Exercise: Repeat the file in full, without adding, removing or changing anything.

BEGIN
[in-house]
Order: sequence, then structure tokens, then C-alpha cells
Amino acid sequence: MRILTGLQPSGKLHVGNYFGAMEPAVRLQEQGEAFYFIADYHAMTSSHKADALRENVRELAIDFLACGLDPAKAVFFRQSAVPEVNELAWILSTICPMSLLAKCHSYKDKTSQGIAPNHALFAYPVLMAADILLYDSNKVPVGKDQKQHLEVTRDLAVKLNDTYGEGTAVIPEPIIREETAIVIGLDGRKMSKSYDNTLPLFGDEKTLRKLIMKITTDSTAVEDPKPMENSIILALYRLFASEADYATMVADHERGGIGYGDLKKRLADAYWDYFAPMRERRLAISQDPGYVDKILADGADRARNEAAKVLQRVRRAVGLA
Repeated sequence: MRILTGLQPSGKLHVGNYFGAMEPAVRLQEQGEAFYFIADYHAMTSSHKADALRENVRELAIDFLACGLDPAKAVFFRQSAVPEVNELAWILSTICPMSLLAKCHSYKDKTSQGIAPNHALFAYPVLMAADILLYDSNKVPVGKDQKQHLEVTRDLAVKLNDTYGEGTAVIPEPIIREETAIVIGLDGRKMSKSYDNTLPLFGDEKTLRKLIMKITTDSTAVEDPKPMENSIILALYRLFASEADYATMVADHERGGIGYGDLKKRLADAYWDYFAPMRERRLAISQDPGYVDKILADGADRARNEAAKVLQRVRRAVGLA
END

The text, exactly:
[in-house]
Order: sequence, then structure tokens, then C-alpha cells
Amino acid sequence: MRILTGLQPSGKLHVGNYFGAMEPAVRLQEQGEAFYFIADYHAMTSSHKADALRENVRELAIDFLACGLDPAKAVFFRQSAVPEVNELAWILSTICPMSLLAKCHSYKDKTSQGIAPNHALFAYPVLMAADILLYDSNKVPVGKDQKQHLEVTRDLAVKLNDTYGEGTAVIPEPIIREETAIVIGLDGRKMSKSYDNTLPLFGDEKTLRKLIMKITTDSTAVEDPKPMENSIILALYRLFASEADYATMVADHERGGIGYGDLKKRLADAYWDYFAPMRERRLAISQDPGYVDKILADGADRARNEAAKVLQRVRRAVGLA
Repeated sequence: MRILTGLQPSGKLHVGNYFGAMEPAVRLQEQGEAFYFIADYHAMTSSHKADALRENVRELAIDFLACGLDPAKAVFFRQSAVPEVNELAWILSTICPMSLLAKCHSYKDKTSQGIAPNHALFAYPVLMAADILLYDSNKVPVGKDQKQHLEVTRDLAVKLNDTYGEGTAVIPEPIIREETAIVIGLDGRKMSKSYDNTLPLFGDEKTLRKLIMKITTDSTAVEDPKPMENSIILALYRLFASEADYATMVADHERGGIGYGDLKKRLADAYWDYFAPMRERRLAISQDPGYVDKILADGADRARNEAAKVLQRVRRAVGLA